The feeling of openness and the ability to have more than one person standing in the RV’s living room at a time will dismiss that closed-in feeling instantly.
A bedroom slideout is probably the most desired slideout of all because the bedrooms inside RVs are notorious for being cramped.
Having lived full time in RVs for over 3 years, the extra space provided with multiple slideouts really makes the difference between simply existing and living comfortably.
However, as with all things, there are some trade-offs when you choose a super deluxe model RV with huge wall expansions. For instance, there are some times where the slideouts create more problems than they’re worth!
- If you spend most of your RV time parked, then a slide out is the greatest invention to come down the pike.
- On the other hand, if you’re more mobile, driving down the road every day or so, then there are a number of reasons to give slideouts a second thought.
Using Slide-Outs When Parked Temporarily
Many people who like to spend the night in a Walmart parking lot (or someplace similar) go by the theory that making yourself look like you’ve taken root is a bad idea. They believe you should leave your slideouts retracted during those times that you’re parked temporarily.
I can see their point, but I tend to disagree. Many RVs are rendered pretty much useless when the walls are sucked it. With barely the ability to get from one end to the other, you might as well open out your bed roll on the pavement if you can’t open things up inside the RV!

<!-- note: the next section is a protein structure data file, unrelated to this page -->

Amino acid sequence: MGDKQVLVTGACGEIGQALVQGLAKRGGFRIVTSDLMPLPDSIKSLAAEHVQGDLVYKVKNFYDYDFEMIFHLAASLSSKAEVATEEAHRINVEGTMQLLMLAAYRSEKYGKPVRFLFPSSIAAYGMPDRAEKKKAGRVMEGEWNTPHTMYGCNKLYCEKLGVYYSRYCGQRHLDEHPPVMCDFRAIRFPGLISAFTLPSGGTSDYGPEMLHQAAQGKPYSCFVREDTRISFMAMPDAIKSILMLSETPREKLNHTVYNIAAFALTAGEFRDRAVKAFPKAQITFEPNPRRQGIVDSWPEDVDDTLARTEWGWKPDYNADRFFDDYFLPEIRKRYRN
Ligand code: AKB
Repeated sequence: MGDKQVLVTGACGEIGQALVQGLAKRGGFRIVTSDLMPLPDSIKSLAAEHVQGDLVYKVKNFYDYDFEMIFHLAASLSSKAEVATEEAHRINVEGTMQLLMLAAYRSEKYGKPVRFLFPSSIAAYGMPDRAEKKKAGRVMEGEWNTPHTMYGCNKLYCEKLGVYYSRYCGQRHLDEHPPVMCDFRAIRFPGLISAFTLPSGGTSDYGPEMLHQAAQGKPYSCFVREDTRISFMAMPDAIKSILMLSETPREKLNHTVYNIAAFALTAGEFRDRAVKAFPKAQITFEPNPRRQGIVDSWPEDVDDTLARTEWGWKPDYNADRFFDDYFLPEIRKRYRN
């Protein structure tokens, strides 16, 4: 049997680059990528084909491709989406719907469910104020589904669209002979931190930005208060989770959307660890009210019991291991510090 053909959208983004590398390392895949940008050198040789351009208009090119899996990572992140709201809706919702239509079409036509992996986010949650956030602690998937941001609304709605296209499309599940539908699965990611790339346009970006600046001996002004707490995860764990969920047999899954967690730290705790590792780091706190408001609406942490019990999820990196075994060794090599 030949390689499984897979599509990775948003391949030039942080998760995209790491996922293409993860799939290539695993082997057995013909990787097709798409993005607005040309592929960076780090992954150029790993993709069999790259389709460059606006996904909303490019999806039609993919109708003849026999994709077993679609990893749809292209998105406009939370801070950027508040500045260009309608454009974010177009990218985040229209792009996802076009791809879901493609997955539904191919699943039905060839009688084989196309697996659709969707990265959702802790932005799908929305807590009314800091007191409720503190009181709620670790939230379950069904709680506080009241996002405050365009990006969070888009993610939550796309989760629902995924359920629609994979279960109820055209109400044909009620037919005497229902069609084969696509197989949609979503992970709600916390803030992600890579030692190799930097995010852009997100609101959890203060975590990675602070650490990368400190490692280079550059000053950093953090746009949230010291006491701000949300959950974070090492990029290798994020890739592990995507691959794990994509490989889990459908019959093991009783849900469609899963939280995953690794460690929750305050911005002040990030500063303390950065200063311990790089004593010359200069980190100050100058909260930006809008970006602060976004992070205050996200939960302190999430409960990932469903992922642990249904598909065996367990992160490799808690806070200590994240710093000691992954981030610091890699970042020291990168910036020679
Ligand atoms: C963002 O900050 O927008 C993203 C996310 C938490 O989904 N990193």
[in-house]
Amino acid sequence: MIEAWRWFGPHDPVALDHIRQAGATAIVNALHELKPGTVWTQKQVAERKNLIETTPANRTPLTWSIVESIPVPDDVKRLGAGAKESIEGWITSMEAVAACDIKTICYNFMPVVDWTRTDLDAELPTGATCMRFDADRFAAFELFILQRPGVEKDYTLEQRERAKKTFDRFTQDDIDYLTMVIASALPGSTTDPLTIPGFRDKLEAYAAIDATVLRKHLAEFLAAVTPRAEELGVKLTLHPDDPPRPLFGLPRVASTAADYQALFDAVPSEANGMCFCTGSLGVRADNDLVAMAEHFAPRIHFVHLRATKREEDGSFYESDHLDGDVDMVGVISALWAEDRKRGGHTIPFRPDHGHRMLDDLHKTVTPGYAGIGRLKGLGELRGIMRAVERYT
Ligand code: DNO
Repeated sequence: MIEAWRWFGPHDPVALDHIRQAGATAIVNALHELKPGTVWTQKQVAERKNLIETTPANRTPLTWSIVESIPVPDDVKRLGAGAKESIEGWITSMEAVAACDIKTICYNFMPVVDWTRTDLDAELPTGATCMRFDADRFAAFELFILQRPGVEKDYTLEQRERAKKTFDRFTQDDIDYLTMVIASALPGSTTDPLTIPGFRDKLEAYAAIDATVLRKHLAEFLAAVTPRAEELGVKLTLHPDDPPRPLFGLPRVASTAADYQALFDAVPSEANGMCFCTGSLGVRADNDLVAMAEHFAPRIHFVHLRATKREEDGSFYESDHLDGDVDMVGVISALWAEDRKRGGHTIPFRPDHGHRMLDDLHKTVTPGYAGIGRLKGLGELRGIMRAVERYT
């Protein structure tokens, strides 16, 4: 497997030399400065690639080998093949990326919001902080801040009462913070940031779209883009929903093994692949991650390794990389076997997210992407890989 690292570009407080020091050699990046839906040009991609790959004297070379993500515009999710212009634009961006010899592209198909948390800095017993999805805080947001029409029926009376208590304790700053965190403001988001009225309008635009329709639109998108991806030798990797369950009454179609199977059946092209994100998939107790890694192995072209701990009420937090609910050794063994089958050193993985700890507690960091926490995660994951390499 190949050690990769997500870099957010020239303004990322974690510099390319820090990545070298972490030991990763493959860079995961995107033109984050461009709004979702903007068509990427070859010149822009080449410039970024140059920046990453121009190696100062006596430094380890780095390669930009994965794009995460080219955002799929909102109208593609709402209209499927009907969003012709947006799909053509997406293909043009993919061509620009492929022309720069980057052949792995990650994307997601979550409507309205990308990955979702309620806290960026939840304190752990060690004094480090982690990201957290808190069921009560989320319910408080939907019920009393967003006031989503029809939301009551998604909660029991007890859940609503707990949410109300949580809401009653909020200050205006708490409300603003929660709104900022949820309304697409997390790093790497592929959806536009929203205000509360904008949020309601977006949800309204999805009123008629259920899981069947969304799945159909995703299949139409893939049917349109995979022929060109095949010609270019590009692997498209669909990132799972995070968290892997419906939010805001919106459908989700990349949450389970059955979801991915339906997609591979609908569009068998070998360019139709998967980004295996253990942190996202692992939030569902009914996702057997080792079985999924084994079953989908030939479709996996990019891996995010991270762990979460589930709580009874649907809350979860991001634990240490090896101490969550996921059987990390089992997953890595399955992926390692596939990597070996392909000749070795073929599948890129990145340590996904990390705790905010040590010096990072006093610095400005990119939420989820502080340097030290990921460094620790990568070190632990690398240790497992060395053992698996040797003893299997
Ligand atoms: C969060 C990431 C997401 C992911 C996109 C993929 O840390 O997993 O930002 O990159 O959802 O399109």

Ease of operation makes opening and closing a slideout simply a matter of pressing a switch in most cases. I just don’t see what the big deal is about using slideouts — no matter how long you’re parked! Open up and be comfortable, if you ask me.
A Funny Story…
I will say that you’ll draw more attention to yourself when you have a 37-foot fifth wheel all stretched out in the parking lot of the local truck stop though.
A few years back we spent the night at the Travel Centers of America truck stop in Albert Lee, Minnesota. We ate in their restaurant then retired to our triple slide RV home, which we had opened up to its full glory.
To minimize our sprawl we parked our second car (a small Ford Festiva) under our living room slideout.
By about 10 p.m. the local Constable was knocking on our door politely asking just how long we planned on staying there. Keep in mind, there were about 7-8 other rigs spending the night in the parking lot too. But ours was obviously the biggest and consumed the most space.
After we assured him that we would be gone by 6 a.m., we got a good night’s sleep. We knew full well that we could button up shop in about 5 minutes time and be gone in the morning. It really looked worse than it was.
We had to open up the slide-out just to function inside our RV trailer. But not to worry, those parked close by without slideouts were able to quietly go about their business without any interference from us.
Before You Open Up The Slide Outs
You need to know if there might be a tree that will block the slideout, or a post that might be in the way (like that post which holds the utility hookups).
There are many RV campgrounds from the pre-slideout era. Some simply can’t accommodate what amounts to a double wide rig.
RV Slideout Maintenance Issues